Water and rock: Irresistible force, immovable object. What happens after millions of years of combat between equal adversaries? In the William Bankhead National Forest, the rock holds its ground, the water carves a twisting way through. The result: gorges and bluffs and waterfalls where you can hear the battle continue even now, drop by persistent drop.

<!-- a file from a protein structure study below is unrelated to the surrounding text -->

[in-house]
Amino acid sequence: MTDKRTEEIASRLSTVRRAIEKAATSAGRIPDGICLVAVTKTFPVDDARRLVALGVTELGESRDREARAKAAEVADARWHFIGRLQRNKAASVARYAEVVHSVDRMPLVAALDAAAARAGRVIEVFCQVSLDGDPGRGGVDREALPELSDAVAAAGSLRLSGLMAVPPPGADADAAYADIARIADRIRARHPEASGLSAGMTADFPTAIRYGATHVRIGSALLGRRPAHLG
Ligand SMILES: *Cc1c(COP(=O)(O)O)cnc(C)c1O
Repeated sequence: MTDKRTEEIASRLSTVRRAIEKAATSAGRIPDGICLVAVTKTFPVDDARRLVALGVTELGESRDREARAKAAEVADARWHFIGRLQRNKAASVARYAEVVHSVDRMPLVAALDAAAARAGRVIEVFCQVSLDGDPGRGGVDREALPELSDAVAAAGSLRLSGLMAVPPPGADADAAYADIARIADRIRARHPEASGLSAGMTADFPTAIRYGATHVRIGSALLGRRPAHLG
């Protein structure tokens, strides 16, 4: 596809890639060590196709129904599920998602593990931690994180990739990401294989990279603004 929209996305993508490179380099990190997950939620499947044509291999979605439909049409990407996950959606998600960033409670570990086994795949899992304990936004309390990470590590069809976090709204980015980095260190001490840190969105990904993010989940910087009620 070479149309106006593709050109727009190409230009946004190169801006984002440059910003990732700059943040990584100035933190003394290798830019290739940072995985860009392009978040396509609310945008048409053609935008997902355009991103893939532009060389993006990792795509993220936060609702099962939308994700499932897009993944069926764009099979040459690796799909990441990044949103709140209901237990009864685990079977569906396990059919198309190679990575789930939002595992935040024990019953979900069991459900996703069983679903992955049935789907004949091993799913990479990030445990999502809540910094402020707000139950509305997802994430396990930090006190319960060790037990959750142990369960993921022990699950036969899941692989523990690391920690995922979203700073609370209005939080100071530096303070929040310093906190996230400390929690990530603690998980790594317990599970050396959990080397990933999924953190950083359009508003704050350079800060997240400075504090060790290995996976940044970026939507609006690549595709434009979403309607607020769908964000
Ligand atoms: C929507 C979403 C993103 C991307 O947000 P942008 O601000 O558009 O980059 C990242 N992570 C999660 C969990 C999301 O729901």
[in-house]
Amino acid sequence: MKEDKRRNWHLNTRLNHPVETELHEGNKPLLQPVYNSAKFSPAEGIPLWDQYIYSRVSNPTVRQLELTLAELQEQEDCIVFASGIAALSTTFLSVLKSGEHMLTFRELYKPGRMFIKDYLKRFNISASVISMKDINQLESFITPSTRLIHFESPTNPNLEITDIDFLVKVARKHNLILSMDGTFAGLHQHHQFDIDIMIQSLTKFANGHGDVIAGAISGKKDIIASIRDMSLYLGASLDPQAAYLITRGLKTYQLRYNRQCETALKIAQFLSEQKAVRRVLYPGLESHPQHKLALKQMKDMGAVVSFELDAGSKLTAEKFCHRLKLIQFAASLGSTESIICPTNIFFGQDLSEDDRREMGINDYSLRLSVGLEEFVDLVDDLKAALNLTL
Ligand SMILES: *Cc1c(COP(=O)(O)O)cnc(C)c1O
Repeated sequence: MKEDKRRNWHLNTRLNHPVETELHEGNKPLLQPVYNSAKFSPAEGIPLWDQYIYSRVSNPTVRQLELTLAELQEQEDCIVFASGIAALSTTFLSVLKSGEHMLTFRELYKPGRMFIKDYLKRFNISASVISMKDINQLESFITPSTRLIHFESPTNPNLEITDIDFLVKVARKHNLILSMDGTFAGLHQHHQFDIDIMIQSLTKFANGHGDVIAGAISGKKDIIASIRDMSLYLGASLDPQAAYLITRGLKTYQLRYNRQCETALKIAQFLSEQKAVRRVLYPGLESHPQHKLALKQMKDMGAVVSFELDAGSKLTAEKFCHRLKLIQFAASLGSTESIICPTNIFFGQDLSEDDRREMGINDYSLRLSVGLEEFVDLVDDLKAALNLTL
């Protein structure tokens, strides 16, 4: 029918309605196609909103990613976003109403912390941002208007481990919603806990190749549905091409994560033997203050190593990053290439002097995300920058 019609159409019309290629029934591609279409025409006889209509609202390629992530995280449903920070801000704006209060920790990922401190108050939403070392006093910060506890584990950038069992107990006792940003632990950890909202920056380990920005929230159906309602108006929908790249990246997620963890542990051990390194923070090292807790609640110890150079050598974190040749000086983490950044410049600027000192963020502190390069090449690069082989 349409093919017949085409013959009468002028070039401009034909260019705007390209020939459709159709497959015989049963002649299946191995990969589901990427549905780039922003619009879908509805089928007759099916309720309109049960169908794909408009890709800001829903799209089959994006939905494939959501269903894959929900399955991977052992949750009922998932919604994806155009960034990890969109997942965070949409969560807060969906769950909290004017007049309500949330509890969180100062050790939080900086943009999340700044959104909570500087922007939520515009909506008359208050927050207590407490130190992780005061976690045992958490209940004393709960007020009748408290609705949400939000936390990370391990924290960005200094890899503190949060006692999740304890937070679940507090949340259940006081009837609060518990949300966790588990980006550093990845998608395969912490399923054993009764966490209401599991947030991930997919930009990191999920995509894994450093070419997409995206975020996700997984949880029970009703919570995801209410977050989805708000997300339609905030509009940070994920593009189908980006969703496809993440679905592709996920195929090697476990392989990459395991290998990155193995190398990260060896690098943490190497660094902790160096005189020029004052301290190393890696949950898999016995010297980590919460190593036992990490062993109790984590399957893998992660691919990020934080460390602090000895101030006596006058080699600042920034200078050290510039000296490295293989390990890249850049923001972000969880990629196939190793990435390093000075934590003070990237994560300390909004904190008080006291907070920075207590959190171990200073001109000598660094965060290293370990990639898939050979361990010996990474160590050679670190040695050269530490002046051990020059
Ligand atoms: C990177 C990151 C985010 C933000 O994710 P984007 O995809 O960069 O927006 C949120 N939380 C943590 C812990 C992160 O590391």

Located in northwestern Alabama, the 180,000-acre Bankhead National Forest features a uniquely southern forest ecosystem of yellow pine, hemlock, and magnolia trees watered by the Wild and Scenic West Fork of the Sipsey River. The northeastern part of the Forest features 27 miles of brand-new, multiple-use loop trails open to equestrians, mountain bikes, and foot traffic, along with established primitive campgrounds. The three paths—the Pine Torch Loop, Brushy Loop, and the Key Mill Loop—meander through scenic hardwood forests and along the area’s many streams.